Holistic UtopianismCory Panshin on April 30, 2010
During the course of the mid-20th century, the holism vision moved through a series of developmental stages. It first gained visibility in the 1920’s as a somewhat fuzzy attempt to formulate a philosophical alternative to scientific reductionism. In the 1930’s, it developed a theoretical framework in the form of systems theory, which provided the basis for both ecology and cybernetics. And in the late 40’s and early 50’s, it started taking on political overtones as a critique of modern industrial civilization.
Throughout that period, aspects of holistic thought found their way into the work of artists, writers, and philosophers, from M.C. Escher and J.R.R. Tolkien to Buckminster Fuller and Rachel Carson. And by the 1960’s, these intimations of a universe that was far more integrated and meaningful than the old universe of scientific materialism were starting to exert a formative influence on a new generation of story-tellers and musicians.
But even in the middle 60’s, holism was not yet perceived as a single thing, and though it formed an essential element in the chaos-based counterculture that emerged in 1964-65, it was not the primary element. The leading members of that counterculture were dedicated to the pursuit of chaos, but no one had yet dedicated themself wholeheartedly to holism as a way of life and determined to follow wherever it might lead.
The first true acolyte of holism was a man named Stewart Brand. And it came upon him quite suddenly.
Brand has been a figure of continuing importance to the holism vision for over forty years. Between 1968 and 1972, he published regular editions of the Whole Earth Catalog, which almost single-handedly reoriented the later stages of the counterculture from chaos to holism. He has also had a long and fruitful relationship with the computer subculture and in 1984 coined the classic mantra, “Information wants to be free.” The following year, Brand founded the pioneering bulletin board the WELL, which later spun off the Electronic Frontier Foundation.
But all of that trailblazing activity came about in the wake of one sudden flash of insight sometime in 1965. According to Tom Wolfe’s 1968 account of the psychedelic counterculture, The Electric Kool-Aid Acid Test:
“Brand was 27 and an ex-biologist who had run across the Indian peyote cults in Arizona and New Mexico. … And then one day he took some LSD, right after an Explorer satellite went up to photograph the earth, and as the old synapses began rapping around inside his skull at 5,000 thoughts per second, he was struck with one of those questions that inflame men’s brains: Why Haven’t We Seen a Photograph of the Whole Earth Yet? — and he drove across America from Berkeley, California, to 116th Street, New York City, selling buttons with that legend on them.”
Wolfe may have been doing his best to portray Brand as just one more tripped-out proto-hippie, but a more recent description of that pivotal moment makes it clear that even then Brand had something far more subtle in mind. According to John Markoff’s What the Dormouse Said: How the 60s Counterculture Shaped the Personal Computer Industry (2005):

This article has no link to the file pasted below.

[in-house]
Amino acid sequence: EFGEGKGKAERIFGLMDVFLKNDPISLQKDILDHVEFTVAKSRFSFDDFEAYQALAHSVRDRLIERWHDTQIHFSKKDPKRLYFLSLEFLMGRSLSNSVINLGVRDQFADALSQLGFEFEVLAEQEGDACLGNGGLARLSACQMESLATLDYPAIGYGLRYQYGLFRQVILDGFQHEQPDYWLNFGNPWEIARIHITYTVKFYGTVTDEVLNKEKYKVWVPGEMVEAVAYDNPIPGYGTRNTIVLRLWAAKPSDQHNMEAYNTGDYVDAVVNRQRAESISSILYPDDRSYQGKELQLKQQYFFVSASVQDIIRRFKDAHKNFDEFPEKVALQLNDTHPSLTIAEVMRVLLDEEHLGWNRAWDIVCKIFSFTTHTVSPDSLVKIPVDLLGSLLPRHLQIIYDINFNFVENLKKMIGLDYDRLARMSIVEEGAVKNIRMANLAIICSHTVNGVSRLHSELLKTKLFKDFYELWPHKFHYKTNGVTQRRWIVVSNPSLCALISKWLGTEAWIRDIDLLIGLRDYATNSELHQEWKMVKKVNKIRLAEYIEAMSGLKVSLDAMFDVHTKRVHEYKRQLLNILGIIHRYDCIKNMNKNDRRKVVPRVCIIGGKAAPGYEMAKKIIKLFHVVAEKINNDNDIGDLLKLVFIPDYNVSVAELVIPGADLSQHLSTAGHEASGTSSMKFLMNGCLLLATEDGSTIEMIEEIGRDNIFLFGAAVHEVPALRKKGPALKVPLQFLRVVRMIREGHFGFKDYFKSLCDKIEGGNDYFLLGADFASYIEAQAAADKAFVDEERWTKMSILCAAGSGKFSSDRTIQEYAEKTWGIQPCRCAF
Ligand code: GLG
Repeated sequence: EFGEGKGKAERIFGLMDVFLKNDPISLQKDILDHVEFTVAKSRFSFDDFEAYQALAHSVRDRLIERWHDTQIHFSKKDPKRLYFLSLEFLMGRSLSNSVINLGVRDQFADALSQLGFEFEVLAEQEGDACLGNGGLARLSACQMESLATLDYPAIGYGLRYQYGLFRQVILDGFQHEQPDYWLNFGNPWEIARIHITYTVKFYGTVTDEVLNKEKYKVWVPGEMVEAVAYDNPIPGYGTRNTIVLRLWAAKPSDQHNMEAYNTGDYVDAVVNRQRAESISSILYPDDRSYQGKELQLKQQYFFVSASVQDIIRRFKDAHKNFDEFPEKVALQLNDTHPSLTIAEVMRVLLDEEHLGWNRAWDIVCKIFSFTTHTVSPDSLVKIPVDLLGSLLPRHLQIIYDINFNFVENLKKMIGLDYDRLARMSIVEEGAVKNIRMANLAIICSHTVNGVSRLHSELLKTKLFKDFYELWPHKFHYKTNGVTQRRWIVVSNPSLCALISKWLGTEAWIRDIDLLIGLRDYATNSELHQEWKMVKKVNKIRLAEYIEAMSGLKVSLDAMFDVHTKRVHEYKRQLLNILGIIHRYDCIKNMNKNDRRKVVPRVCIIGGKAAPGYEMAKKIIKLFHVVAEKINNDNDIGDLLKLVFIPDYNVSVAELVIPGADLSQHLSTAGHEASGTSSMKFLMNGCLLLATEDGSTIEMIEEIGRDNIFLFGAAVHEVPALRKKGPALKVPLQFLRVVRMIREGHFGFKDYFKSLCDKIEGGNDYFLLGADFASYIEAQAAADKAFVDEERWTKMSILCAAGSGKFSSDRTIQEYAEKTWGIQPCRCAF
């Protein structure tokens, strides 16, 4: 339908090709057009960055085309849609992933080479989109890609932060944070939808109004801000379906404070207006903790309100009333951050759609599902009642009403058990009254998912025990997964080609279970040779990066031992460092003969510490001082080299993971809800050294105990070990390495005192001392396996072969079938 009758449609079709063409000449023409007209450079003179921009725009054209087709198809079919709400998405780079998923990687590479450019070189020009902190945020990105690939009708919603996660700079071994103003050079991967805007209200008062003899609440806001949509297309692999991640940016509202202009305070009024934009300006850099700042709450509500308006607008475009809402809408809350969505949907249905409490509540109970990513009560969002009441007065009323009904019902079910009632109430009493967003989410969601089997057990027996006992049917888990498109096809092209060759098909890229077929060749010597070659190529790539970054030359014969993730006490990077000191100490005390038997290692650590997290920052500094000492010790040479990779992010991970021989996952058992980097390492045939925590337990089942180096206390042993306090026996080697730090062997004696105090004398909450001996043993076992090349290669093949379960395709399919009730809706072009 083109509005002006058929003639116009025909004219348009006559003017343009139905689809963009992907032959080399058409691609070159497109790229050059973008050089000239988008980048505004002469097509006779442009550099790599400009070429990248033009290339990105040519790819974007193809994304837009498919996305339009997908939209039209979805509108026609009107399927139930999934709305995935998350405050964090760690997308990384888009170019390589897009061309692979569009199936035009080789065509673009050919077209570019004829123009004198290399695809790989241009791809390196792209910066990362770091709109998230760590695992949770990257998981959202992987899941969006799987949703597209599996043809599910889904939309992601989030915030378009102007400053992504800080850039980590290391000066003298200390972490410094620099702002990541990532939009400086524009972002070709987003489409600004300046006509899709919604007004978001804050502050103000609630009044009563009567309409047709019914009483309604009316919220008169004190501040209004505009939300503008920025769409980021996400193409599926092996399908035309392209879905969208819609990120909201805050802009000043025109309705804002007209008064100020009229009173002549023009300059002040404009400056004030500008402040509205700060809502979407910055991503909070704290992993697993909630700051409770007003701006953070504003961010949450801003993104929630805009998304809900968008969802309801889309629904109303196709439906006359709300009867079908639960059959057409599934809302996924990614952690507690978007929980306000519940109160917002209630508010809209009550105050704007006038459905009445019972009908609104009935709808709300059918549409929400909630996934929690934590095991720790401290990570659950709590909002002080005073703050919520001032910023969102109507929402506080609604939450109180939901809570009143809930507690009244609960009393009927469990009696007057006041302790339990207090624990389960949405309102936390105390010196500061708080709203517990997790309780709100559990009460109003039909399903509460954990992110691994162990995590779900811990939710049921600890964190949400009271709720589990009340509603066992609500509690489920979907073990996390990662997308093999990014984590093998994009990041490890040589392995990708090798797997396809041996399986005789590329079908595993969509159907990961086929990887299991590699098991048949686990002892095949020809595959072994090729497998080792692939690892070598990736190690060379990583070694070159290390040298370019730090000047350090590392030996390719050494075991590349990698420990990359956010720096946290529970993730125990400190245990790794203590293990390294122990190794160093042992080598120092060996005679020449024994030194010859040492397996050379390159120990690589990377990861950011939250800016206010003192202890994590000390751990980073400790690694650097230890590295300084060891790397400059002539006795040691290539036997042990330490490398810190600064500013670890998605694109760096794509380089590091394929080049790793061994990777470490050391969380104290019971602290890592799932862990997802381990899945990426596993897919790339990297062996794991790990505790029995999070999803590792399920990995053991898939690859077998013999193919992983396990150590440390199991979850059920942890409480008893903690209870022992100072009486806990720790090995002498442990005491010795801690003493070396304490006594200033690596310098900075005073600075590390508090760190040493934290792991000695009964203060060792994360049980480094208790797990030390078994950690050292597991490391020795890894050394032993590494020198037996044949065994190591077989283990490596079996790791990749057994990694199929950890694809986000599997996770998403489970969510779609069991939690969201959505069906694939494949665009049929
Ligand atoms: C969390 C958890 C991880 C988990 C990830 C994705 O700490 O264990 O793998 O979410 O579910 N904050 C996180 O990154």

“Brand had come upon the idea of a ‘Whole Earth’ … after hearing a lecture by Buckminster Fuller. One day in North Beach, he had been sitting huddled in a blanket on the roof of his three-story apartment building looking out over the city. Having taken ‘a few mikes of LSD,’ Brand was suddenly struck by the fact that the city’s buildings were not laid out in perfect parallel lines. It seemed to him that, since the surface of the earth was curved, they actually must diverge just slightly. And then it occurred to him that despite the fact that satellites had been circling the earth for almost a decade, he had never seen a photograph showing the entire earth’s surface.”
The Whole Earth concept was in the air that year. Not only was Buckminster Fuller involved in promoting it, but a crude version had even found its way into President Lyndon Johnson’s January 1965 inaugural address. So Brand didn’t exactly pull the idea out of nowhere — but he was the first to turn it into a crusade and then into a life’s work.
Perhaps inevitably, Brand’s quest led him to link up with Ken Kesey’s Merry Pranksters, who had returned from their own 1964 trip to the East Coast with a missionary determination to renew the world by spreading the psychedelic gospel. Beginning in November 1965, they began putting on a series of small-scale “acid tests,” at which LSD was freely available and the earliest psychedelic art and music were provided to either enhance the experience for those who partook or simulate it for those who did not.
A young band known first as The Warlocks and then as the Grateful Dead provided the music for these events. But it was Stewart Brand’s inspiration to take the whole thing public, beginning with the Trips Festival of January 1966, which effectively served as the coming-out party for the counterculture.